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Rep. Alexandria Ocasio-Cortez (D-N.Y.) addresses supporters during a rally on March 8, 2020 in Ann Arbor, Michigan. (Photo: Brittany Greeson/Getty Images)

'Incrementalism Is Not Helpful in This Moment': Ocasio-Cortez Rejects Settling for Crumbs in Next Covid-19 Stimulus

"I'm not here for a $5 bill. And I will not insult my community with one."

Jake Johnson

Rep. Alexandria Ocasio-Cortez, the only Democrat in Congress to oppose the previous multi-trillion-dollar coronavirus stimulus package, said during a conference call with progressive leaders Monday that communities across the U.S. cannot afford another incremental relief bill that delivers crumbs for the vulnerable and massive bailouts for big businesses.

"Incrementalism is not helpful in this moment," said Ocasio-Cortez, a New York Democrat. "It's not helpful. For people to say: 'Oh, well, we got something, so we might as well support it. You know, we got a nickel, a dime in a trillion-dollar bill so a nickel is more than nothing, so we should support it' is unacceptable... It's like putting a Band-Aid on an enormous wound."

"For people to say 'Oh, well, we got something, so we might as well support it. You know, we got a nickel, a dime in a trillion-dollar bill so a nickel is more than nothing, so we should support it' is unacceptable."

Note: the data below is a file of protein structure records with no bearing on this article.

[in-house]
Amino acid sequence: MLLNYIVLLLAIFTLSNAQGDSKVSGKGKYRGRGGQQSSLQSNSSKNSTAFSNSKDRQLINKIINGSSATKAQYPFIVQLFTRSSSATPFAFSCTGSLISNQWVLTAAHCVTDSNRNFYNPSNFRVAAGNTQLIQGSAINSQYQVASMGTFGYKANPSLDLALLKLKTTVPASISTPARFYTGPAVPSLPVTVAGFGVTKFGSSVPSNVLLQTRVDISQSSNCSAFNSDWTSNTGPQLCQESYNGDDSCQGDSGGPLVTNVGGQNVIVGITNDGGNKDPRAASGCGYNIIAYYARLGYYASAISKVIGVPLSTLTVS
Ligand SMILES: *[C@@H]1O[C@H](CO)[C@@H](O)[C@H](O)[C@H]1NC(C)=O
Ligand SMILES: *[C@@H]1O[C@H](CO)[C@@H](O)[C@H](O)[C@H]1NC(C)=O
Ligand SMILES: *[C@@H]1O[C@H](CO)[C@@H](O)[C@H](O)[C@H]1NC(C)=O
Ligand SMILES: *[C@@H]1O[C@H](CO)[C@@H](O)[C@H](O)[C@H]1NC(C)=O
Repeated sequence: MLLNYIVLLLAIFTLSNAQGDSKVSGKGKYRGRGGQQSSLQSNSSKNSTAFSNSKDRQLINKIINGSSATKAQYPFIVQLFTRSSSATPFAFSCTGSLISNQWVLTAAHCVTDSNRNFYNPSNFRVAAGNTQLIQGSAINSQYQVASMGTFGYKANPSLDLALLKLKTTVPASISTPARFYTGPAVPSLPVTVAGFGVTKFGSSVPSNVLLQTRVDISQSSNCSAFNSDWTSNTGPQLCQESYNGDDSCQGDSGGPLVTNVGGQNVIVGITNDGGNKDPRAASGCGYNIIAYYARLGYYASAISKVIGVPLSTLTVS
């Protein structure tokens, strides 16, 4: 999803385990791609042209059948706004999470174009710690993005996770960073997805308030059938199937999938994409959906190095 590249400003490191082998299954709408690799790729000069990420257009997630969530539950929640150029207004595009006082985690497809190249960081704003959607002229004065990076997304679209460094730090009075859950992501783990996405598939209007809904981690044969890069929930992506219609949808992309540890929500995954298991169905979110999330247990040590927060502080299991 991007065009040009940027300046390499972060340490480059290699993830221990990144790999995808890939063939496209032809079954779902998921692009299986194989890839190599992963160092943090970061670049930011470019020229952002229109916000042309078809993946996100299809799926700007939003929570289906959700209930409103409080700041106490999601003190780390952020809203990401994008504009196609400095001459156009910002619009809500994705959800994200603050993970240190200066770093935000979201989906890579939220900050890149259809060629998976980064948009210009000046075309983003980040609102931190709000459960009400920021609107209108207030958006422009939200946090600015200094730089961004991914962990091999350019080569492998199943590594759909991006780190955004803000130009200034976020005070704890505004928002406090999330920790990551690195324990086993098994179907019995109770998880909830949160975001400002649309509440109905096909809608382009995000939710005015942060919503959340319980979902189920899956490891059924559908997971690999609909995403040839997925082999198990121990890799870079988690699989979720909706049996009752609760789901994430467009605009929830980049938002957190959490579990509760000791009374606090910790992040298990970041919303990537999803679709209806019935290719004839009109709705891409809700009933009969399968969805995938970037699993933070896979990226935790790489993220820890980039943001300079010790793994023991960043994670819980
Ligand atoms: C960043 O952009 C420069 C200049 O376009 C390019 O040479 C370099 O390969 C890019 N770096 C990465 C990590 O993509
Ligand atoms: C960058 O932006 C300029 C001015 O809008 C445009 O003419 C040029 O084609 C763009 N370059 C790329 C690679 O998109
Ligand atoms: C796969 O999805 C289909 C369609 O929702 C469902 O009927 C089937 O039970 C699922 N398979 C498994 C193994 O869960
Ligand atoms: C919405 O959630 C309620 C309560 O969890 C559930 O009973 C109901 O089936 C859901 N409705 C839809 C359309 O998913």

—Rep. Alexandria Ocasio-Cortez

As the legislation that Congress passed last month fails to deliver adequate relief to workers, the unemployed, and small businesses, progressive lawmakers and outside advocacy groups are pushing for the inclusion of a slate of priorities in the next major stimulus bill, including $2,000 monthly recurring payments and opening Medicare to the unemployed and uninsured.

But the Democratic leadership is at the moment focused on negotiating interim legislation that would provide additional funding for a flawed small business loan program and hospitals while leaving out money for states and cities, hazard pay for frontline workers, and other progressive demands.

Ocasio-Cortez said during the conference call Monday that based on what she has read of the interim bill in press reports, she is leaning toward opposing the measure. The New York Democrat and other lawmakers on the call stressed that they have yet to see the full text of the bill, and that negotiations on the measure are taking place between Democratic leaders and the Trump administration behind closed doors.

"It is insulting to think that we can pass such a small amount of money in the context of not knowing when Congress is going to reconvene," said Ocasio-Cortez. "And pass such a small amount of money, pat ourselves on the back, and then leave town again. I am not here to support that... I'm not here for a $5 bill. And I will not insult my community with one."

The impetus of Monday's call was to outline progressive priorities for what has been dubbed "Phase Four" of the federal government's coronavirus relief effort, which has thus far been marred by dysfunction and legislative solutions that do not come close to matching the scale of the public health and economic crisis facing the United States.

"The vast majority of people have still not received any relief and bills are piling up," Rep. Pramila Jayapal (D-Wash.), co-chair of the Congressional Progressive Caucus, said on the call. "If we're going to climb out of this crisis, we need bold solutions."